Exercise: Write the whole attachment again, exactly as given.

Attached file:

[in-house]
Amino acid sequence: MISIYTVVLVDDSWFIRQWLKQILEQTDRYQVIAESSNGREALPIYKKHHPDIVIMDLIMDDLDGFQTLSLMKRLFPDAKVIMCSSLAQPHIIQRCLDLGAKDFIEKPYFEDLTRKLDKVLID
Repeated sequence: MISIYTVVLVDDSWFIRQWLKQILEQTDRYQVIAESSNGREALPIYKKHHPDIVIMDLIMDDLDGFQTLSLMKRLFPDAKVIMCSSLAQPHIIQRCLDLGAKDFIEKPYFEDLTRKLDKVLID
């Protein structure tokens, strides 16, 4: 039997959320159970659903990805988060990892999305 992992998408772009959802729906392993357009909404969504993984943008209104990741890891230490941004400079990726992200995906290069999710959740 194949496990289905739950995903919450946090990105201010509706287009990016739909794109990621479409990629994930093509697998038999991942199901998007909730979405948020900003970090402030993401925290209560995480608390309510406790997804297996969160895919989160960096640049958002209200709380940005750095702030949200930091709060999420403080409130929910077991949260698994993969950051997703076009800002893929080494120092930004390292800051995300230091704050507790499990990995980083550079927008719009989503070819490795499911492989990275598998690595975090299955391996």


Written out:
[in-house]
Amino acid sequence: MISIYTVVLVDDSWFIRQWLKQILEQTDRYQVIAESSNGREALPIYKKHHPDIVIMDLIMDDLDGFQTLSLMKRLFPDAKVIMCSSLAQPHIIQRCLDLGAKDFIEKPYFEDLTRKLDKVLID
Repeated sequence: MISIYTVVLVDDSWFIRQWLKQILEQTDRYQVIAESSNGREALPIYKKHHPDIVIMDLIMDDLDGFQTLSLMKRLFPDAKVIMCSSLAQPHIIQRCLDLGAKDFIEKPYFEDLTRKLDKVLID
């Protein structure tokens, strides 16, 4: 039997959320159970659903990805988060990892999305 992992998408772009959802729906392993357009909404969504993984943008209104990741890891230490941004400079990726992200995906290069999710959740 194949496990289905739950995903919450946090990105201010509706287009990016739909794109990621479409990629994930093509697998038999991942199901998007909730979405948020900003970090402030993401925290209560995480608390309510406790997804297996969160895919989160960096640049958002209200709380940005750095702030949200930091709060999420403080409130929910077991949260698994993969950051997703076009800002893929080494120092930004390292800051995300230091704050507790499990990995980083550079927008719009989503070819490795499911492989990275598998690595975090299955391996």